Beijing makes final presentation ahead of 2022 Winter Olympics vote


JULY 31 (Reuters) — Beijing 2022 Winter Olympics bid officials highlighted the nation’s ability to deliver on promises as the Chinese capital, the frontrunner in the race, made its final pitch to the International Olympic Committee in Kuala Lumpur, Malaysia on Friday (July 31).

Beijing, seeking to become the first city to be awarded both summer and winter Olympics, is up against the Kazakh city of Almaty, who had presented their plans to the 85 voting IOC members earlier on Friday.

The IOC will elect the winner later on Friday.

Beijing_makes_final_presentation_ahead_of_2022_Winter_Olympics_vote_002“We will honor all the commitments,” said Chinese President Xi Jinping in a video message at the start of Beijing’s presentation. “Let me assure you, if you choose Beijing the Chinese people will stage excellent and extraordinary Games.”

China is banking on its extensive Olympic experience from hosting the 2008 summer Games, while also using many of those venues in their winter Games concept.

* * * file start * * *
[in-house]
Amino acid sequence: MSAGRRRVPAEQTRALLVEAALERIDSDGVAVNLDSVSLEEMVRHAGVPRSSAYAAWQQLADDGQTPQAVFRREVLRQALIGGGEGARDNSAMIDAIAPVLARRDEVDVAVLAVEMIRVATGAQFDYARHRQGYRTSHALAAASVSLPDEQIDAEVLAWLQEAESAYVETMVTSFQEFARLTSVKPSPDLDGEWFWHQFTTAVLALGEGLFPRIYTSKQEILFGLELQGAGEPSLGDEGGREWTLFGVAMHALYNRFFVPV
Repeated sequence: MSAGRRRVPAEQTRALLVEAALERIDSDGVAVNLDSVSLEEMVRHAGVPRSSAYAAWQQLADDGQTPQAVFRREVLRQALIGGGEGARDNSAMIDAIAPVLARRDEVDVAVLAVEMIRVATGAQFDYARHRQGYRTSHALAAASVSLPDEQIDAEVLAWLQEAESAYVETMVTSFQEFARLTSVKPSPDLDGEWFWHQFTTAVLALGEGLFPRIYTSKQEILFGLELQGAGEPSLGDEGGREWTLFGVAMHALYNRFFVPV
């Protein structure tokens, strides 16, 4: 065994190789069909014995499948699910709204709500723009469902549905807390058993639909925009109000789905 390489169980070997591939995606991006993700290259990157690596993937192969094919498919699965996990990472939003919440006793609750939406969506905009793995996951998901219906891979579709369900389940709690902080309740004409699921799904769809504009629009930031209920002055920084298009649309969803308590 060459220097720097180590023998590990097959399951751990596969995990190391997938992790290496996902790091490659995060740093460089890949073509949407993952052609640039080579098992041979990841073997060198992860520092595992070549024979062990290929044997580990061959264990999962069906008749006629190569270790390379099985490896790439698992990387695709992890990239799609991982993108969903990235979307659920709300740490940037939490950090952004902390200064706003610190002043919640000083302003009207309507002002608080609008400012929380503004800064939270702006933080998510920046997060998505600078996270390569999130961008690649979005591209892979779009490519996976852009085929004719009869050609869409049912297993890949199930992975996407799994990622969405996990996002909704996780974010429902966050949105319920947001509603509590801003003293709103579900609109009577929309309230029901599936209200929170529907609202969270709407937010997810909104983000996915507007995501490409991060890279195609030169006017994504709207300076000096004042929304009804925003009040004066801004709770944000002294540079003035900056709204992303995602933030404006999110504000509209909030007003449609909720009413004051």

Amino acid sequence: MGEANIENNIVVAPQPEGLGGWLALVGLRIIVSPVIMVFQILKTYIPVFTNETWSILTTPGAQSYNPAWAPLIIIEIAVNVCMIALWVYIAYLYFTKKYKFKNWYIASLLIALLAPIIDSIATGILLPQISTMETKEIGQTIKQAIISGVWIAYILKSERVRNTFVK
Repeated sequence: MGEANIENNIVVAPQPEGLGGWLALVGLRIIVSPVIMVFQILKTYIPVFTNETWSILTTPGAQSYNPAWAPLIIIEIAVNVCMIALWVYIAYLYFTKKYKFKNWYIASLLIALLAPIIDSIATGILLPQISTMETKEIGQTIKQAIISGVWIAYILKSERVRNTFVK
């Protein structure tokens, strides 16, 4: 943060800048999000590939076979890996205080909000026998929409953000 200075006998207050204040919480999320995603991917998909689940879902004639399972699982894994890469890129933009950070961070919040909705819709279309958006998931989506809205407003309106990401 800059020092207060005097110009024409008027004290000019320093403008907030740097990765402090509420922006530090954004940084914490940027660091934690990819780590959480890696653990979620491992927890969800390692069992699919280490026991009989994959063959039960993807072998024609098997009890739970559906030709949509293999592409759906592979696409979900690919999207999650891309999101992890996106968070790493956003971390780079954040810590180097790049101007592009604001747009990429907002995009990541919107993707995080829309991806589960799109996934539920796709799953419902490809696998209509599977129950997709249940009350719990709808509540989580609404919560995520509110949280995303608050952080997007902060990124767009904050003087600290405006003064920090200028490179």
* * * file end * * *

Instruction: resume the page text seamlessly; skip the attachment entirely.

Among them is the iconic Bird’s Nest stadium and the Water Cube as well as media and broadcasting centers within Beijing’s Olympic park.

The plan also includes the mountain zones of Yanqing and Zhangjiakou, 90km and 160km away from Beijing respectively though the IOC has highlighted the minimal annual snowfall and the need to rely almost entirely on artificial snow.

China’s Sports Minister Liu Peng played down these concerns, saying ski resorts have been operating in Zhangjiakou for two decades. Beijing_makes_final_presentation_ahead_of_2022_Winter_Olympics_vote_001

“Beijing 2022 will build on our existing snow-making capabilities to supplement snowfall… with minimal environmental impact,” he said. “We have a strong experience in organizing winter Games.”

In a largely pragmatic presentation that included former NBA player Yao Ming but had few surprises, Beijing bid officials repeatedly stressed they were a safe pair of hands for the IOC.

While Kazakhstan presented a compact bid and urged the IOC to be bold in their decision, Beijing officials said picking their plan would ensure a successful Olympics while also tapping into a market of 300 million Chinese with a growing appetite for winter sports.

“We pledge our full guarantees in the financial, legal, security, organizational and operational areas,” Chinese Vice Premier and bid chief Liu Yandong said.